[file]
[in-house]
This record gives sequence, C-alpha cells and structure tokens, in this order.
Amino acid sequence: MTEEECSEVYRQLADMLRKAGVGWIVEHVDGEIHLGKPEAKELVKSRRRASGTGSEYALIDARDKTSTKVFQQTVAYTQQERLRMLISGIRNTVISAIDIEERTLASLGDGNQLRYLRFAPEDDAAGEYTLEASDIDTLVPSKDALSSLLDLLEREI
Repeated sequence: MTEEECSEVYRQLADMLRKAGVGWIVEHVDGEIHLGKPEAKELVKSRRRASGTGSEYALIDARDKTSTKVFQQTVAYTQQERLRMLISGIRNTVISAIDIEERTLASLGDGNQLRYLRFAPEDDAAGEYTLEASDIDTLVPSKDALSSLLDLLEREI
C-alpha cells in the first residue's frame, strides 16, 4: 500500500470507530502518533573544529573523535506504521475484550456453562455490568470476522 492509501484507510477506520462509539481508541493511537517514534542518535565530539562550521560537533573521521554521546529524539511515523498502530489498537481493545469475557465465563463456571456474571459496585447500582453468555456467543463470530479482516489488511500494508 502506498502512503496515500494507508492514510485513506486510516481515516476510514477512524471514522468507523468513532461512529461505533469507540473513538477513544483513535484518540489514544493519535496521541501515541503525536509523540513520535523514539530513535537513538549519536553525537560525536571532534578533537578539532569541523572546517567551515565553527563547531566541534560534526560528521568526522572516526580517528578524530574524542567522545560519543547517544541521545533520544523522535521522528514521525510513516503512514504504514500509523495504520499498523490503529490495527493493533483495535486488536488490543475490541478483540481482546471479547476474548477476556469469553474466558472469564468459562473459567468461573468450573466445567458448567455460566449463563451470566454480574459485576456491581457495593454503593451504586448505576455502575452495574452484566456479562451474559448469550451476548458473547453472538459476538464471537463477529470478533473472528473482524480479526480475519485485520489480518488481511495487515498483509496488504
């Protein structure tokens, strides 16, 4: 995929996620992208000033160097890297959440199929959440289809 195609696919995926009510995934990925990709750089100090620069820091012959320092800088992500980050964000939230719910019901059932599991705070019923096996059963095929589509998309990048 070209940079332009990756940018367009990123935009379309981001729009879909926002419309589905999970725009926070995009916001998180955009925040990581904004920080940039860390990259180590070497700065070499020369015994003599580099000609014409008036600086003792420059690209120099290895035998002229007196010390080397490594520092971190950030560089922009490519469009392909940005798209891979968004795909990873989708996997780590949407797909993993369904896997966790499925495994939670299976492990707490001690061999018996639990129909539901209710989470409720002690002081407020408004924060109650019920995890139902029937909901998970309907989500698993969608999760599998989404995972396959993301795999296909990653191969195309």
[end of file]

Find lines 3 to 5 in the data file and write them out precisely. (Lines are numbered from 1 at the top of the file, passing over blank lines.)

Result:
Amino acid sequence: MTEEECSEVYRQLADMLRKAGVGWIVEHVDGEIHLGKPEAKELVKSRRRASGTGSEYALIDARDKTSTKVFQQTVAYTQQERLRMLISGIRNTVISAIDIEERTLASLGDGNQLRYLRFAPEDDAAGEYTLEASDIDTLVPSKDALSSLLDLLEREI
Repeated sequence: MTEEECSEVYRQLADMLRKAGVGWIVEHVDGEIHLGKPEAKELVKSRRRASGTGSEYALIDARDKTSTKVFQQTVAYTQQERLRMLISGIRNTVISAIDIEERTLASLGDGNQLRYLRFAPEDDAAGEYTLEASDIDTLVPSKDALSSLLDLLEREI
C-alpha cells in the first residue's frame, strides 16, 4: 500500500470507530502518533573544529573523535506504521475484550456453562455490568470476522 492509501484507510477506520462509539481508541493511537517514534542518535565530539562550521560537533573521521554521546529524539511515523498502530489498537481493545469475557465465563463456571456474571459496585447500582453468555456467543463470530479482516489488511500494508 502506498502512503496515500494507508492514510485513506486510516481515516476510514477512524471514522468507523468513532461512529461505533469507540473513538477513544483513535484518540489514544493519535496521541501515541503525536509523540513520535523514539530513535537513538549519536553525537560525536571532534578533537578539532569541523572546517567551515565553527563547531566541534560534526560528521568526522572516526580517528578524530574524542567522545560519543547517544541521545533520544523522535521522528514521525510513516503512514504504514500509523495504520499498523490503529490495527493493533483495535486488536488490543475490541478483540481482546471479547476474548477476556469469553474466558472469564468459562473459567468461573468450573466445567458448567455460566449463563451470566454480574459485576456491581457495593454503593451504586448505576455502575452495574452484566456479562451474559448469550451476548458473547453472538459476538464471537463477529470478533473472528473482524480479526480475519485485520489480518488481511495487515498483509496488504